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Does indent carry an accent on the first or the second vowel?

I've seen both in IPA. My non-native ear would tend to favor the first.

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6  
Purely subjective, but I'd put the accent on the first syllable for the noun sense, and on the second as a verb. –  FumbleFingers Dec 13 '11 at 18:28
3  
@FumbleFingers: Likewise. Confirmed by dictionary references, so not so subjective. –  Irene Dec 13 '11 at 18:31
    
I admit it was me who voted to close on the grounds I thought the question was "too localised". But I wouldn't have done that if I'd seen @Daniel's comment below - I now think there really is a general principle whereby noun/verb are often distinguished by stress on the first/second syllable, which it's worth being consciously aware of. –  FumbleFingers Dec 13 '11 at 21:03
    
Related questions for “record”, “defect”. –  RegDwigнt May 14 '12 at 14:41

1 Answer 1

up vote 8 down vote accepted

Personally, I would say "ind-ent" for the noun, and "ind-ent" for the verb.

Ind-ent for the noun is pretty much universal.

For the verb, it varies from person to person. I don't perceive a geographical pattern.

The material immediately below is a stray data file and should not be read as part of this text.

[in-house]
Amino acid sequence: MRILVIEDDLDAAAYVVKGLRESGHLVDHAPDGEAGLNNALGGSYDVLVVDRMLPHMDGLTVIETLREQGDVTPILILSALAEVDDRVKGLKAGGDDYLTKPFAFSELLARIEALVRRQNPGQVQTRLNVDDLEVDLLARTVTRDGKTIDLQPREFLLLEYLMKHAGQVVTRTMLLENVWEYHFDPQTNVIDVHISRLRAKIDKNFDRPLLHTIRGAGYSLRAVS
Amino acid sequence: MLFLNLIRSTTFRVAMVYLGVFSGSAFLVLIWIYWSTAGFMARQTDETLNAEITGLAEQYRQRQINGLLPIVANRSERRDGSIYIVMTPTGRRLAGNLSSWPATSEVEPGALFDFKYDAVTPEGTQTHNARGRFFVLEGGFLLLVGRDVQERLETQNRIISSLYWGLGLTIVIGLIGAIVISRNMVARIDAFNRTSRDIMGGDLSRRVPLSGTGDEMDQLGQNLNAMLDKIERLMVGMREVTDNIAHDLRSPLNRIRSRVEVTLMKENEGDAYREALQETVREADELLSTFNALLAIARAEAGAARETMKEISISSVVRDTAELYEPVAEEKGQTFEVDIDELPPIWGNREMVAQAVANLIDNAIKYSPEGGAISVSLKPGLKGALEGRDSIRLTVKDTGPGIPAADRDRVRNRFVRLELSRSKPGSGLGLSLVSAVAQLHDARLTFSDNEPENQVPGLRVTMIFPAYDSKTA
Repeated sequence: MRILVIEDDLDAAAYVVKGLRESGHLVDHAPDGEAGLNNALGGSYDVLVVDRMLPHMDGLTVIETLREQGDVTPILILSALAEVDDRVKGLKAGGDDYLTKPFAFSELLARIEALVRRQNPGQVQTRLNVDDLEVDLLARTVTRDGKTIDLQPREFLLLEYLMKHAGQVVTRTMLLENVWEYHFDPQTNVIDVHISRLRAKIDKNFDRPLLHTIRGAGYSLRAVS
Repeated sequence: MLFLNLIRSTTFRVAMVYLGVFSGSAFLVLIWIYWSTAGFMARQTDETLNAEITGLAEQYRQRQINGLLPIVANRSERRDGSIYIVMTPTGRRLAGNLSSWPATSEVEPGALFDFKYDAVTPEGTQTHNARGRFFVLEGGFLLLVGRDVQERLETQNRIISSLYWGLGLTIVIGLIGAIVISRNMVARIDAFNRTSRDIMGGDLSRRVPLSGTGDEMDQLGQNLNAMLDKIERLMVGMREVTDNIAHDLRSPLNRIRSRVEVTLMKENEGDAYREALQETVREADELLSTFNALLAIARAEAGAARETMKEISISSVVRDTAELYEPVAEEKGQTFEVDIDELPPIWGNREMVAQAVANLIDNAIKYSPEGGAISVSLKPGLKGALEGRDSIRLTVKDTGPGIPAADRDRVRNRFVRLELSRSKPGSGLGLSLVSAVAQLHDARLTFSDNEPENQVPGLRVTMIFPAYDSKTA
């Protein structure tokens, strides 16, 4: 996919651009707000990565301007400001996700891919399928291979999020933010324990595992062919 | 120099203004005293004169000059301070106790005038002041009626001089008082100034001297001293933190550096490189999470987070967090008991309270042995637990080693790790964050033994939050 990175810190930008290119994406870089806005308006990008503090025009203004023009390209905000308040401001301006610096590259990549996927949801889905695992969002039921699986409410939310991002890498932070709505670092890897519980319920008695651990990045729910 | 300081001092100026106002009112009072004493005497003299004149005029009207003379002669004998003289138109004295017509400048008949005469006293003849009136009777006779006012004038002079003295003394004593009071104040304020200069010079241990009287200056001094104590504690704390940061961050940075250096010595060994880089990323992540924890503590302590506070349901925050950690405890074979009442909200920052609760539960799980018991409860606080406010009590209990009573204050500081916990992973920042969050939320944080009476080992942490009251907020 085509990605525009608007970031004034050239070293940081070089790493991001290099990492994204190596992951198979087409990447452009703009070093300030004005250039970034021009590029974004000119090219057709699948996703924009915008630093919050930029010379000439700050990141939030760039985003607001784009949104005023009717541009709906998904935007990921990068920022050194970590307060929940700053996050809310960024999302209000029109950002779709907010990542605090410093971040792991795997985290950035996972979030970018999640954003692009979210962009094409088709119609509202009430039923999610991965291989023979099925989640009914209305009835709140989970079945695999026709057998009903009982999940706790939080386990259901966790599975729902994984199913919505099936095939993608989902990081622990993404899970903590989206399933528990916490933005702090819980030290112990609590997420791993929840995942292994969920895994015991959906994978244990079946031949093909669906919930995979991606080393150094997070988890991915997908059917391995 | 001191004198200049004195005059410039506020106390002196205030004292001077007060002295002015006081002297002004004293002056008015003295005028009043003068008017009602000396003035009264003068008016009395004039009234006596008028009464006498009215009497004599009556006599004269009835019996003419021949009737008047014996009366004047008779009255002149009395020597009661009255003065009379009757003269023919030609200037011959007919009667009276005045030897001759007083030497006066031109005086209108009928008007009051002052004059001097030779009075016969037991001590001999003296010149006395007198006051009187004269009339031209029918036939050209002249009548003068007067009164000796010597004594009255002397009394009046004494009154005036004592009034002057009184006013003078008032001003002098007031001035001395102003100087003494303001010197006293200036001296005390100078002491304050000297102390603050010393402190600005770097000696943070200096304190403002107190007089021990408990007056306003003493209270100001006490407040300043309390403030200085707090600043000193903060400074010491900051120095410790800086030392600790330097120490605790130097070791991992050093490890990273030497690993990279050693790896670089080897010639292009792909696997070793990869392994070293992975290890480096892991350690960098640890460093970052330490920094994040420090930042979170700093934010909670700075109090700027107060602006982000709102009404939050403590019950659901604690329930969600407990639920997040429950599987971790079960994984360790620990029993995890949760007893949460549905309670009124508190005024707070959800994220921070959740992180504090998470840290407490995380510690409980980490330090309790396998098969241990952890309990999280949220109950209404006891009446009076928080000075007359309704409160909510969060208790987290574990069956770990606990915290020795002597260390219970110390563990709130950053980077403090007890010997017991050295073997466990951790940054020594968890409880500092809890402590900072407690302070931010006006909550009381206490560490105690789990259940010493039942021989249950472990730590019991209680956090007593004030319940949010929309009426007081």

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+ 1 : the obvious follow-up is does pronounciation rule generalise to other noun/verb twins? –  cindi Dec 13 '11 at 19:17
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Most two-syllable words which can be nouns or verbs carry the emphasis on the first syllable as a noun, and on the second as a verb (cf. address, combine, etc), though I'm sure you could find exceptions in plenty, if you tried. –  Daniel Dec 13 '11 at 19:21
    
Interesting, I'd break the word up as in-DENT(v) or IN-dent(n), which is how the dictionary.com breaks it up (interestingly they don't show the verb form accented on the second syllable as an alternative but I think they should). Is this a typo, or is the syllable separation regional? –  Codie CodeMonkey Dec 14 '11 at 1:20
    
I can't see how ind-ent would be pronounced differently from in-dent. My hyphen isn't intended imply a pause, and I don't think you can emphasise the consonant 'd'. So it was an arbitrary choice to put the hyphen right of the 'd'. –  slim Dec 14 '11 at 9:59

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